Last Thursday, Ginnie Mae announced their new stipulations for lenders originating VA refinances. Under the new guides, all refi’s insured by VA must meet 2 new requirements… the new app date is 210 days after the first monthly payment on the original mortgage and the new app date is after six full monthly payments have been made on the original transaction. These changes took place after Ginnie Mae took arms and began investigating lenders that were churning VA refi’s and misleading our service men and women into unnecessary refinances… hmmm how do we repay the people that protect our freedom… clearly the answer is to take advantage of them when the get back home and refinance their house as much as possible. For all my Monday Night Football fans… this is a big “C’mon Man!!”. 2 of the lenders affected by the ban won’t be able to originate until Jan 2019… the other has been in timeout since early April of this year and pending a review by Ginnie Mae will be eligible to originate VA refinances in October. As always, our friends from HousingWire covered the situation in much better detail. You can check the full story out right here.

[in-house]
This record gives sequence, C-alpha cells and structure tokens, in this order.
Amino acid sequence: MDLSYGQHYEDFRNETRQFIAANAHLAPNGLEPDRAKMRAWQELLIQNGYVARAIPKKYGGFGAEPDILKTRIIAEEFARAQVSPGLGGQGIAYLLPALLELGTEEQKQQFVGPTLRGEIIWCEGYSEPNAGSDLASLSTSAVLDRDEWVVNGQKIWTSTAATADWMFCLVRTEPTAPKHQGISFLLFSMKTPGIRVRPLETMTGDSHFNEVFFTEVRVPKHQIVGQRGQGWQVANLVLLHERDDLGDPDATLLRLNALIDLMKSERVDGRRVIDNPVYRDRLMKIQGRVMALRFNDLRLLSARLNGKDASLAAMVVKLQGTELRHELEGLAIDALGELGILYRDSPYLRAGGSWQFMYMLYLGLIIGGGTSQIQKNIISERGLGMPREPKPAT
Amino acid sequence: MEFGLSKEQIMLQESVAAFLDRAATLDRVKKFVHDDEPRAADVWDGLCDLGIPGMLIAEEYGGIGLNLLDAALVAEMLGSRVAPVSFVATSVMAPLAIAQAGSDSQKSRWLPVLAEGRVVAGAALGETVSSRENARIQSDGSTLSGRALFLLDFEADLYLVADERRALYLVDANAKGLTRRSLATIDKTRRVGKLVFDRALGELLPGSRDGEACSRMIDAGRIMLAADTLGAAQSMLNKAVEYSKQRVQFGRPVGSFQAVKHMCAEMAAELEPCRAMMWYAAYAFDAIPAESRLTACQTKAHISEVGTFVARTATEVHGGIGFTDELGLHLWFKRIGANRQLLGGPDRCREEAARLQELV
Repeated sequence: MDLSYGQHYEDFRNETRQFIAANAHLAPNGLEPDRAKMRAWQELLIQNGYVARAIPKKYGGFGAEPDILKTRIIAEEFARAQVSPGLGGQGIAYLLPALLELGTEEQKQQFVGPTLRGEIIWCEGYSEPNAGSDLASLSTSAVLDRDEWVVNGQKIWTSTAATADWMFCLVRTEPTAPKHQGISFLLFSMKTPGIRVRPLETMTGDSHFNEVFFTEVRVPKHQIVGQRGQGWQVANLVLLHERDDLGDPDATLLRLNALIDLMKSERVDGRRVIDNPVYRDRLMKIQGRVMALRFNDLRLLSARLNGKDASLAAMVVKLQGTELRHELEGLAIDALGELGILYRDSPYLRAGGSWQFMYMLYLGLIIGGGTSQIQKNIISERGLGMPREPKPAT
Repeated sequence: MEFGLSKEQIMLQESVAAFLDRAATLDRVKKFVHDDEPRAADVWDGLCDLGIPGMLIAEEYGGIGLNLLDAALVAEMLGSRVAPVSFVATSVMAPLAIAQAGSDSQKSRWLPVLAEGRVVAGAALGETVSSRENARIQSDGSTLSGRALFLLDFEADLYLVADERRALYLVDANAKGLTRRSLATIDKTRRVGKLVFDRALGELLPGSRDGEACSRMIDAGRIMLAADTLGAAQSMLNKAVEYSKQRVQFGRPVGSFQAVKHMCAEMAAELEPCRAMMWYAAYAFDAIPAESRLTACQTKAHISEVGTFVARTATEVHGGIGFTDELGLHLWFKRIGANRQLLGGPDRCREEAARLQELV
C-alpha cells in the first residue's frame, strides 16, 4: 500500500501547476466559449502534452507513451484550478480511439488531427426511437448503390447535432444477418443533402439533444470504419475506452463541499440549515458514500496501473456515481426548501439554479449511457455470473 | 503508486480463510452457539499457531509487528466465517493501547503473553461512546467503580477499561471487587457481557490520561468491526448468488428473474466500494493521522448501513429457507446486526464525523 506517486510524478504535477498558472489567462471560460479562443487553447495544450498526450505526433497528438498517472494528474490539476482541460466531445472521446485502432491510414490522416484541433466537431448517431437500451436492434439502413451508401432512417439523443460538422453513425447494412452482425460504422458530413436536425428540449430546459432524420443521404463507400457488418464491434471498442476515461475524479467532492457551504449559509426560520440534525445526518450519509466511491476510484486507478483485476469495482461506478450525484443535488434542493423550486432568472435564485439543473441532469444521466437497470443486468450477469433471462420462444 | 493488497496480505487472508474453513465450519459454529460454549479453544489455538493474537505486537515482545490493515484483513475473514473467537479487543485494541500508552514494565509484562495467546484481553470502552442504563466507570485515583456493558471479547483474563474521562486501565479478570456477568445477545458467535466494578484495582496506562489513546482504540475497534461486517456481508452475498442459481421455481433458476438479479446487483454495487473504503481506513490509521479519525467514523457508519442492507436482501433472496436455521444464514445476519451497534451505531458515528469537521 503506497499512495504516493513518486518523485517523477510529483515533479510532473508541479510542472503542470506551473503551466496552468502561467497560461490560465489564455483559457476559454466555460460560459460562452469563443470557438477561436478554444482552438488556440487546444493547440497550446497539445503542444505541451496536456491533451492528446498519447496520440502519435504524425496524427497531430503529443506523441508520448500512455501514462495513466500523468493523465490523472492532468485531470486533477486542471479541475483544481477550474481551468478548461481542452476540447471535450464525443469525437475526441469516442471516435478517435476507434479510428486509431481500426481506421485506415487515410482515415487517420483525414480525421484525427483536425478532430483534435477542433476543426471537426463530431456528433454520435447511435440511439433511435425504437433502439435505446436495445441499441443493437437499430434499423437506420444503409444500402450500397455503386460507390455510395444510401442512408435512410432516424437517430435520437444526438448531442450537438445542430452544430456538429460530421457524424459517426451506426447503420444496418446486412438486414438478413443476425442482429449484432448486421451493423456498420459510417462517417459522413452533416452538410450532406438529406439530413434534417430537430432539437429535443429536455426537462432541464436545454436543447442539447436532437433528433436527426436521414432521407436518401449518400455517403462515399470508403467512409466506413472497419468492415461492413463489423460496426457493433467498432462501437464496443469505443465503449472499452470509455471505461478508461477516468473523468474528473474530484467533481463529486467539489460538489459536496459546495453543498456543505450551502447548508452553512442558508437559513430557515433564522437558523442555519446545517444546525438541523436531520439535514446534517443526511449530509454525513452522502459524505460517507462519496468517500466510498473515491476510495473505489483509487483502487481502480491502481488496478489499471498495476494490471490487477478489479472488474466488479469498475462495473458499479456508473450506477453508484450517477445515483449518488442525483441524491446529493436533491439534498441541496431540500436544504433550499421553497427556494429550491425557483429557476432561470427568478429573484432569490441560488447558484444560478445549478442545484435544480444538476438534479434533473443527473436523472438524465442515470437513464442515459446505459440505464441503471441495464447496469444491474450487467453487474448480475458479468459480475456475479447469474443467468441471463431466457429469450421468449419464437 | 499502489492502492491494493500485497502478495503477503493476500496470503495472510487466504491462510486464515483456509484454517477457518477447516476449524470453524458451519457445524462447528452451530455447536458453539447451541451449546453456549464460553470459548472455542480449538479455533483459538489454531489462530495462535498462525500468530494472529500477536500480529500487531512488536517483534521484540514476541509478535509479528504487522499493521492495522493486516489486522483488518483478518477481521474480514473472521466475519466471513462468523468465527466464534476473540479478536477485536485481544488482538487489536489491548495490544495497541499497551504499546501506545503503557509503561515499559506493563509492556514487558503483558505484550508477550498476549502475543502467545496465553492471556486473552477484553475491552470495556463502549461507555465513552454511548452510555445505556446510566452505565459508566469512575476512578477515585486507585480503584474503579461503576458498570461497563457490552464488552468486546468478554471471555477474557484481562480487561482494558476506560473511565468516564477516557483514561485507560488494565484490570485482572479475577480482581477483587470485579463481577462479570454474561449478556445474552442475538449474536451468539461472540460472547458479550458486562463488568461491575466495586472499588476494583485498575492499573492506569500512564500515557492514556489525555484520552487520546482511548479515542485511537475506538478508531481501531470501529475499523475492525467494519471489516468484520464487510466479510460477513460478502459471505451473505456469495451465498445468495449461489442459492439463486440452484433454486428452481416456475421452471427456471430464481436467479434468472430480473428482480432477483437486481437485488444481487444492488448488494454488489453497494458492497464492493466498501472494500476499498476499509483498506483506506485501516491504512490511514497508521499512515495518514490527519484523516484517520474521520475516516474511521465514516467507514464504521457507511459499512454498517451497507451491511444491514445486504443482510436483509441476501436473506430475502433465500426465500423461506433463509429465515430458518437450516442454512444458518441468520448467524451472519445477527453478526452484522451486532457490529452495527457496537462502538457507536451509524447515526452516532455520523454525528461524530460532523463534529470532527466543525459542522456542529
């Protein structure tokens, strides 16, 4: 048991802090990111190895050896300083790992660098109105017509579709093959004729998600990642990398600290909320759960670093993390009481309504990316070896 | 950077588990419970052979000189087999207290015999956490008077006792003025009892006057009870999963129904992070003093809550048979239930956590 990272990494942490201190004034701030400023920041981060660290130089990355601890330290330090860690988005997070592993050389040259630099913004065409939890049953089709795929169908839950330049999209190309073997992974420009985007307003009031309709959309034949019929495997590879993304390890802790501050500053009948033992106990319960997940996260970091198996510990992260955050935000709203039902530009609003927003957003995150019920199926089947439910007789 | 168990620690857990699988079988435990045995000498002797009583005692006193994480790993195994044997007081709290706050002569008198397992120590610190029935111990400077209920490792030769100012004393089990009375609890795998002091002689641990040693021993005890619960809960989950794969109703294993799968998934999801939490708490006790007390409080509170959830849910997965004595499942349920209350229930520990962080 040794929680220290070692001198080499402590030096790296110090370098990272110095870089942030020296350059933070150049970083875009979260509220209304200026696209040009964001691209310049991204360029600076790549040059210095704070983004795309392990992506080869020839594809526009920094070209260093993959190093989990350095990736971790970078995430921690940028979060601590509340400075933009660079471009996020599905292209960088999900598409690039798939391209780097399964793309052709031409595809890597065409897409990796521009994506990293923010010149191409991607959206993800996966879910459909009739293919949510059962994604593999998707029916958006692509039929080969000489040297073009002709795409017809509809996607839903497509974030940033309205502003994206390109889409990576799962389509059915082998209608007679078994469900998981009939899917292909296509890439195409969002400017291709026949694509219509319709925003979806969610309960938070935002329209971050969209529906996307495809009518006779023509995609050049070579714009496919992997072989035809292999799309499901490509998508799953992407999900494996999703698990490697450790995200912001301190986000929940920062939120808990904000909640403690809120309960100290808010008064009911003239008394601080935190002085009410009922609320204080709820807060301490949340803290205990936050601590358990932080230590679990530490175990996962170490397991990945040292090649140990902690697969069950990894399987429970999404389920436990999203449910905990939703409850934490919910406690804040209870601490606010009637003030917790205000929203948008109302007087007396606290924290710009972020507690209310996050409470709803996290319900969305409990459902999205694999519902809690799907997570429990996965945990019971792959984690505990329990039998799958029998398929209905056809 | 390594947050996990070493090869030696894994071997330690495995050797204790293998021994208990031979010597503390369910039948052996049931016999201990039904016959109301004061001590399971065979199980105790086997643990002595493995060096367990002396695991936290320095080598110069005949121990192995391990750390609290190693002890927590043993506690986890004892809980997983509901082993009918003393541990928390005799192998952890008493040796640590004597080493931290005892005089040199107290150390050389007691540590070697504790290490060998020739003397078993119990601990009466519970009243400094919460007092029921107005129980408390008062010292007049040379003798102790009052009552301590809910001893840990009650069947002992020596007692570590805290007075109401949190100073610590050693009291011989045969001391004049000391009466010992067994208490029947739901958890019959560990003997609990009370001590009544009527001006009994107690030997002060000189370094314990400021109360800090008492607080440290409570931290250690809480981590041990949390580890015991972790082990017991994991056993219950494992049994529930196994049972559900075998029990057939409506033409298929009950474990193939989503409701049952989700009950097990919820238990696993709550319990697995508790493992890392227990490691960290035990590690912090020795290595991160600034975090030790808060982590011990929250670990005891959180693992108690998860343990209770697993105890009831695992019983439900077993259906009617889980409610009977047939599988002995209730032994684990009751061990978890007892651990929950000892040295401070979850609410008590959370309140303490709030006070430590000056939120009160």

Also, this past Thursday Citizens Bank took full advantage of the repeal of Dodd-Frank Act and acquired Franklin American Mortgage for a cool $511M. This bolsters Citizens servicing portfolio to $41.4B and adds close to $14B in mortgage originations a year… woah that’s a big deal. Let’s break this acquisition down. Right off the bat… the pressure relief value has been hit for Franklin. I don’t know much about their business model, but we all know that getting bought out (especially in the mortgage industry) means something on the financial statement wasn’t where it needed to be to sustain a long-term growth strategy (I could be wrong, but Franklin bought a lot of correspondent paper). The positive for those using Franklin’s mini-corr product is that with Citizens that program should be there to stay… and possibly you could get your warehouse line at a discount from Citizens directly. Not a bad deal for FAM and Citizens. As for Citizens, you instantly get a pop on balance sheet from the mark up of that servicing asset. I don’t know what’s in it… but if it’s full of 2010 – 2012, 3.75% interest rates… that’s a heck of a performing asset. Additionally, Citizens can now cross sell all their banking products and when rates come back around they have a massive opportunity to refinance those borrowers thanks to servicing. The fun part of a deal this size though is the compliance around servicing. I’m assuming Citizens holds all the risk now, but let’s not forget that Bank of America took a beating after the Countrywide buy out. Now… I don’t think this is anything like that… I just know that reps & warrants of servicing transfer deal like the size of this one can be a nightmare. All in all, this is a big deal and makes you think… what other larger lenders are looking to sell?
This isn’t the first nor will it be the last blockbuster M&A in 2018. I’m just curious to see whose next.
Talk to you soon!
Photo by Max Sulik on Unsplash
The opinions expressed in this post are the sole view of the writer and do not reflect the opinion of Princeton Mortgage Corporation.